First we observe
The Venaria Reale is a spectacular palace from the XVIIth and XVIIIth Century just outside Turin, Italy. It was built as the hunting grounds of the Savoy king – rumours go that the prey was also human and female.

When the royals were deposed just after the Second World War, the Turin population sacked the complex and took everything imaginable and unimaginable along with them. It also served as army barracks and immigrant housing at that time. As one can imagine, only a beautiful shell remained. Luckily the local authorities decided for preservation and a costly renovation is now completed.

When pondering what to do with such an enormous palace (it’s bigger than Buckingham Palace), the Region of Piedmont turned to Peter Greenaway. His project, called “Peopling the Palaces”, will feature five giant projections onto the bare palace walls (the original panelling and paintings were sacked as well), illustrating court life in the 17th and 18th centuries. “Imagine going into Venaria Reale and as it were watching 300 cinema films all at once which all interconnect,” said Peter Greenaway.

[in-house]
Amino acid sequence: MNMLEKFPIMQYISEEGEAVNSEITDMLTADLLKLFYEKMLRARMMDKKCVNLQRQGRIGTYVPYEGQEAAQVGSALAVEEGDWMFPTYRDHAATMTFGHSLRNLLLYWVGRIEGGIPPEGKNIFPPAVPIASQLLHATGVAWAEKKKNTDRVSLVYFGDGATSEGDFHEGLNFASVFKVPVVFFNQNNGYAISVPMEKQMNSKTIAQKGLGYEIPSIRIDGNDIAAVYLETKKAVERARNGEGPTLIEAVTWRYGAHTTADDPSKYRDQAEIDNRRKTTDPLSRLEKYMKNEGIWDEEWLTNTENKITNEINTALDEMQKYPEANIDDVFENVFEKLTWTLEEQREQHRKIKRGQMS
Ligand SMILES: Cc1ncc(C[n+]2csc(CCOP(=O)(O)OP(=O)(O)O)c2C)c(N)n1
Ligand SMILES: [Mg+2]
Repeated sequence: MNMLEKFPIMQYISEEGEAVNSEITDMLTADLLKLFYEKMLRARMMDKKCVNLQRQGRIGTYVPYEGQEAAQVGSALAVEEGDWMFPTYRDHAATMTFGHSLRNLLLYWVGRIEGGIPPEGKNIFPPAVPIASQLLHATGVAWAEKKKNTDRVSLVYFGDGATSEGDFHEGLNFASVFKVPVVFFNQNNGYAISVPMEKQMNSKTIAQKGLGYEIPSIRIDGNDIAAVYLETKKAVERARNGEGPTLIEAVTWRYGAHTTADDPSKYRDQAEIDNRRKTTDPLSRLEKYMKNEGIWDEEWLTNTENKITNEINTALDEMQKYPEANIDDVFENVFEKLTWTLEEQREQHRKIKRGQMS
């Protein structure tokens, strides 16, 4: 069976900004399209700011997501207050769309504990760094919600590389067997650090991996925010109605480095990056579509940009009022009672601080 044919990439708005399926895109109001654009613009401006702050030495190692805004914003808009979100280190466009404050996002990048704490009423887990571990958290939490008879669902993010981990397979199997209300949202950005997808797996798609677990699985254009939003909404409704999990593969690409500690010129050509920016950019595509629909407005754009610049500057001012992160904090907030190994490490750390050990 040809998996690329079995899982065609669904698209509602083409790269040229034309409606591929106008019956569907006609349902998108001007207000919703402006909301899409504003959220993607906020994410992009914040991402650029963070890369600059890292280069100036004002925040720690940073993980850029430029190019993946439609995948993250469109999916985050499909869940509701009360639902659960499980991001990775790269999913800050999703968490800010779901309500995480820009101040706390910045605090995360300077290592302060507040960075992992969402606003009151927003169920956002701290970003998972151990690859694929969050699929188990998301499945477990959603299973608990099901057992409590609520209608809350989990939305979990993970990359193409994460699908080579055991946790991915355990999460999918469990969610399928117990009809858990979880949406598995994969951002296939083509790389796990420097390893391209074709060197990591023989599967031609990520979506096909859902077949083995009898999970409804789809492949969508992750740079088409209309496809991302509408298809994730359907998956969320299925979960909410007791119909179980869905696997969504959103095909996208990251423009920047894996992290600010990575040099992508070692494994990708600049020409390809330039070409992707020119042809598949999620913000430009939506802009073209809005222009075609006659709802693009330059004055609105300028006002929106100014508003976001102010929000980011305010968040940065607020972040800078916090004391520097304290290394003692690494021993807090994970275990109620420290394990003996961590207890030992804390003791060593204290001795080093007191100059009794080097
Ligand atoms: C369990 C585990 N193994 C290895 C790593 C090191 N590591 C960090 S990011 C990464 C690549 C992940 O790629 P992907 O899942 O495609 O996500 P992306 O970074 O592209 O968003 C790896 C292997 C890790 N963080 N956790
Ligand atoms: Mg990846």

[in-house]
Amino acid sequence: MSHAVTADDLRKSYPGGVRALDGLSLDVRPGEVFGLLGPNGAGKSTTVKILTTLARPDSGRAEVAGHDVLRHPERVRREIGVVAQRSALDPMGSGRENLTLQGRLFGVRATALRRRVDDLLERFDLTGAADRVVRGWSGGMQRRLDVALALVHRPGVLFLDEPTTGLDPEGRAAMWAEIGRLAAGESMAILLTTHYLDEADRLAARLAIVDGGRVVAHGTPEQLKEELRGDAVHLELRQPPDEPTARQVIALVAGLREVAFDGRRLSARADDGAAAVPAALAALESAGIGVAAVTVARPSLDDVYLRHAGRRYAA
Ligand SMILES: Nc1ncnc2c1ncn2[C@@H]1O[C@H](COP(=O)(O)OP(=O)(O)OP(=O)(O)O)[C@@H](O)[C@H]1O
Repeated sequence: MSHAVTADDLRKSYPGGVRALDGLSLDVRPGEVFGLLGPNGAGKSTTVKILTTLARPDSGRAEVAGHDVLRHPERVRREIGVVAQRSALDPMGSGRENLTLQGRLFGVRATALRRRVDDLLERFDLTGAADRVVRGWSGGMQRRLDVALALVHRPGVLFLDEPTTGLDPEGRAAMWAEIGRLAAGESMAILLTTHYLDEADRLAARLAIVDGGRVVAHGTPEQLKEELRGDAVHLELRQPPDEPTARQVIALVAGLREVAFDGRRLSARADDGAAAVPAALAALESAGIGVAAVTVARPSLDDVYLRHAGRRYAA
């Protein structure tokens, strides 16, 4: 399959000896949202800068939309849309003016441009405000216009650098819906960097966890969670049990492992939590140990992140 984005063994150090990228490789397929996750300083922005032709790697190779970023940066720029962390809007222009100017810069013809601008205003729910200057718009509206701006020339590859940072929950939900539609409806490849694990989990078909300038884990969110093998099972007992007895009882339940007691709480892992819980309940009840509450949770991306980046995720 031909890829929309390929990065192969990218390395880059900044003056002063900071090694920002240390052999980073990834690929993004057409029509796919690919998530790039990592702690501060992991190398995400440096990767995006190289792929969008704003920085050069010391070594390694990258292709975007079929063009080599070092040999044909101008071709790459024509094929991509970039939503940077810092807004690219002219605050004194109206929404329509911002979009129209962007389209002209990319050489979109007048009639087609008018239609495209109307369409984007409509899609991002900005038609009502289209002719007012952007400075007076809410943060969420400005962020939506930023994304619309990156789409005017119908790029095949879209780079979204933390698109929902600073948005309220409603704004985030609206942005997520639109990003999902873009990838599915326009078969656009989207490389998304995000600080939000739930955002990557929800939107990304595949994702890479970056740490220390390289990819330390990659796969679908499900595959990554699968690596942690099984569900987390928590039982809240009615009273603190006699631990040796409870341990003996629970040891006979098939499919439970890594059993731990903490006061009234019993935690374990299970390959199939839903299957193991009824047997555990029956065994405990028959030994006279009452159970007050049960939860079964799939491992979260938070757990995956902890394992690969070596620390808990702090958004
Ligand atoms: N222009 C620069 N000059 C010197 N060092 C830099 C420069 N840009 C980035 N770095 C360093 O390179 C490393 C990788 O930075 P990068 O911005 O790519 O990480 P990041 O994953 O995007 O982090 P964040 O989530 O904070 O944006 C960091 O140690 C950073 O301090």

From a La Stampa newspaper article today [my translation]:
“The visitors will be welcomed by period actors, real and virtual at the same time, that will introduce them to to the palace, and guide him to the private apartments of the Duke, to the kitchen, and to the hunt. They will also be introduced to the court and to the “flying squadron” of the Savoy house, a formation invented by Caterina de Medici and afterwards copied, a group of 40 luxurious damsels ready to offer their services in exchange for alliances, information and secrets. Greenaway has meticulously documented himself on the period and wrote all the dialogues, which were then translated into and recited in Italian. The dialogues, though historically correct, are absolutely unconventional, and so are the projections which are currently being edited.”

View video of Peter Greenaway describing the project